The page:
There were good lessons for our boys. For example at one point as Pinocchio continued to run from school in pursuit of amusement someone said to him:
“Bear it in mind, simpleton! Boys who refuse to study, and turn their backs upon books, schools, and masters, to pass their time in play and amusements, sooner or later come to a bad end … I know it by experience … and I can tell you. A day will come when you will weep as I am weeping now … but then it will be too late!”
The burden of the book is to show the trouble that comes from avoiding responsibility, particularly school work. This is very applicable to our world!

One point we have often made to our boys is that when they are slow or resistant to doing their work, it negatively affects our whole family. Obedience in contrast blesses the entire family (things go well, there is peace, etc.). This story makes the same point when Pinocchio changes:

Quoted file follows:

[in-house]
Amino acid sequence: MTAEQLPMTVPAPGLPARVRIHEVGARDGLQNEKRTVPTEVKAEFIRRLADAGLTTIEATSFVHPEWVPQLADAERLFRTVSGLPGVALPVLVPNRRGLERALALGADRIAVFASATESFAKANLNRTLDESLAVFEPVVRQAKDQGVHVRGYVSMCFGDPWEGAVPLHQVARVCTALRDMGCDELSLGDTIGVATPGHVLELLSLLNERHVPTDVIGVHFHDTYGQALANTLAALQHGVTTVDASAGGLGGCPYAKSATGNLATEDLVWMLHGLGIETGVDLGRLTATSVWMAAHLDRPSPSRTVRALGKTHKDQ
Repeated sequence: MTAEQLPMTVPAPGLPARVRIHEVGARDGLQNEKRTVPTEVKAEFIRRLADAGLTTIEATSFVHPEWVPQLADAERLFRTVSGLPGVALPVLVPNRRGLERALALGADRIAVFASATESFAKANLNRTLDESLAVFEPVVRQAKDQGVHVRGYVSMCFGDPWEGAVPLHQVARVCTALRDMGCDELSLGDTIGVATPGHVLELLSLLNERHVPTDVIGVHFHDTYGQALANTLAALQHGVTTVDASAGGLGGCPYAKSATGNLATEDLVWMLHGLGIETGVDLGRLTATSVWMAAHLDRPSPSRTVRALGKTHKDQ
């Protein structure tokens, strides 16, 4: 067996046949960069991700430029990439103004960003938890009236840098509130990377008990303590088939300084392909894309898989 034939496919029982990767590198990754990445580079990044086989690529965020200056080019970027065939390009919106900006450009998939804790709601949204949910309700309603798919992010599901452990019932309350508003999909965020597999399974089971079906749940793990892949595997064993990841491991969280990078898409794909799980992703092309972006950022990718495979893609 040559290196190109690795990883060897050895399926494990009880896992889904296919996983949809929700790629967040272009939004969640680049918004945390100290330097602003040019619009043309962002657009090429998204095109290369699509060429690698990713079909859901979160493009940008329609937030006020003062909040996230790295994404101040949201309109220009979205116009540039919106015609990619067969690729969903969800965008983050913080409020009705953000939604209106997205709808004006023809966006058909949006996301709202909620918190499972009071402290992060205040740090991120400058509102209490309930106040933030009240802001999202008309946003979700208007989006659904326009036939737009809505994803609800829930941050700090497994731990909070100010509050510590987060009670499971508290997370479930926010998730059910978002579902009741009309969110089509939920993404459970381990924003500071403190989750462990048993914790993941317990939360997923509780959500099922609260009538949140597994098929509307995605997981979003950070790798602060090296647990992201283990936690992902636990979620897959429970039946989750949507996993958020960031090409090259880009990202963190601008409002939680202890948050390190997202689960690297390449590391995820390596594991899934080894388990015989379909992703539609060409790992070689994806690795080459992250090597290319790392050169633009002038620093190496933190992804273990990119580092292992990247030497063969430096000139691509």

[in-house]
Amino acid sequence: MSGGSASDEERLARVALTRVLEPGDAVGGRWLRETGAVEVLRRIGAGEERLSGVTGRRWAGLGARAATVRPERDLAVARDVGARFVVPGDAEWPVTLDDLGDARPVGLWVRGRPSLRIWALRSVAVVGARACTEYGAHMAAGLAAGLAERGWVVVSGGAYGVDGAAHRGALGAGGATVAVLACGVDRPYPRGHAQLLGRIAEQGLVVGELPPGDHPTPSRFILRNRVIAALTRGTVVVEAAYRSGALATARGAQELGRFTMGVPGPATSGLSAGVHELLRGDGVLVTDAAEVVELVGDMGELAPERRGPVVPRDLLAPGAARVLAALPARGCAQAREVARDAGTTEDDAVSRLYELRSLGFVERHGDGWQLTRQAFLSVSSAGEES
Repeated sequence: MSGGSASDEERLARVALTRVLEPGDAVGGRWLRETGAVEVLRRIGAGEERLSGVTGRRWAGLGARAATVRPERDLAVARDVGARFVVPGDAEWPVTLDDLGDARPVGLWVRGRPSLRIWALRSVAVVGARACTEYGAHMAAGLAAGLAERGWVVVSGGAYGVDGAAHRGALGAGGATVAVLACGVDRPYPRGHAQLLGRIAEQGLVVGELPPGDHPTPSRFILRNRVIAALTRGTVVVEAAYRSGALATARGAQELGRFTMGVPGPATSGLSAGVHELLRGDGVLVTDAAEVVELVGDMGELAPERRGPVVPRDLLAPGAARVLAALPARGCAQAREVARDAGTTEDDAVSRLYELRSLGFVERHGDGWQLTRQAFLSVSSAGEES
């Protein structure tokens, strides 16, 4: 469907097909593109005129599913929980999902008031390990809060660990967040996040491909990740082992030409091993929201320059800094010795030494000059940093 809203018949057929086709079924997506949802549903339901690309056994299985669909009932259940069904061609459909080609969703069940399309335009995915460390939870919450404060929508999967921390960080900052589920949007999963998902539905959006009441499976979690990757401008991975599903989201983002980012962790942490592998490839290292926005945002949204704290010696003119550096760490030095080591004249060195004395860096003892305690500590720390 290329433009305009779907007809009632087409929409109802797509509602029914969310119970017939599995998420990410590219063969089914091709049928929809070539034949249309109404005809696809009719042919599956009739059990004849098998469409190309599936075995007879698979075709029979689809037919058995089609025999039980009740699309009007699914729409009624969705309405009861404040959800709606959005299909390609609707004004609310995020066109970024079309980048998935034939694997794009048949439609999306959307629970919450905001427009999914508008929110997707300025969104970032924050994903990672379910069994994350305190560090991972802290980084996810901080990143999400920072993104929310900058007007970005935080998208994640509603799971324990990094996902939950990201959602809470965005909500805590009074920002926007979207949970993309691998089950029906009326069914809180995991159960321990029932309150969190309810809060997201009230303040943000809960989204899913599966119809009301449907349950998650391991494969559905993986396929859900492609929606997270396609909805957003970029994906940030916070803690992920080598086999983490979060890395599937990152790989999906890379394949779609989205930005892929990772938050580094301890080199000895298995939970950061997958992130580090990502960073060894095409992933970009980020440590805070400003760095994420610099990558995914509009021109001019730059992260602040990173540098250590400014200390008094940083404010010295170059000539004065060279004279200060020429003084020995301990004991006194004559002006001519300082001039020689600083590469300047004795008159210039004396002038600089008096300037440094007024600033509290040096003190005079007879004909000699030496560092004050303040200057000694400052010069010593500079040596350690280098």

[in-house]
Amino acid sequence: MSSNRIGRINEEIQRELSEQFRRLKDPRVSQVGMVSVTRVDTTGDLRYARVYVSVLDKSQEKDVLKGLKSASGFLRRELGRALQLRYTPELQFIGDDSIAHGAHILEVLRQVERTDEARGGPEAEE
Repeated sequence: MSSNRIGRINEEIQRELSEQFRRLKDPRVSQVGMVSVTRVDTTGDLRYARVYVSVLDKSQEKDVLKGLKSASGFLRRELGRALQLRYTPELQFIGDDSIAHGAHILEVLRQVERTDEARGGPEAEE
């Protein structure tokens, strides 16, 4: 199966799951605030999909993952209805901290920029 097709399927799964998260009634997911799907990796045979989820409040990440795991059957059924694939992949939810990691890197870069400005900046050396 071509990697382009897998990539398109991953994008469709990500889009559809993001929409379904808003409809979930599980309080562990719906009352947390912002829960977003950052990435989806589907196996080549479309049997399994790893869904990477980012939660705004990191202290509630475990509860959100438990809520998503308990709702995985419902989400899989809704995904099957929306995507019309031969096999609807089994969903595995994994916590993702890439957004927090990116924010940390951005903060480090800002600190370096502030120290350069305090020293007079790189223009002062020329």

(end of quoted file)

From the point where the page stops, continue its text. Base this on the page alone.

“Because when boys who have behaved badly turn over a new leaf and become good, they have the power of bringing contentment and happiness to their families.”

When Pinocchio changes to a boy, we even see a picture of repentance- which is an implicit call to repentance from the audience:
“How ridiculous I was when I was a puppet! And how glad I am that I have become a well-behaved little boy!”

Pinocchio’s change from a puppet to a boy does not parallel conversion but maturation. It is not an overt story about the need for a new heart (the root issue), but is a good story about the need to mature and take on responsibility (a key issue as well, particularly for boys).

We would commend this book to you as a fun and edifying read.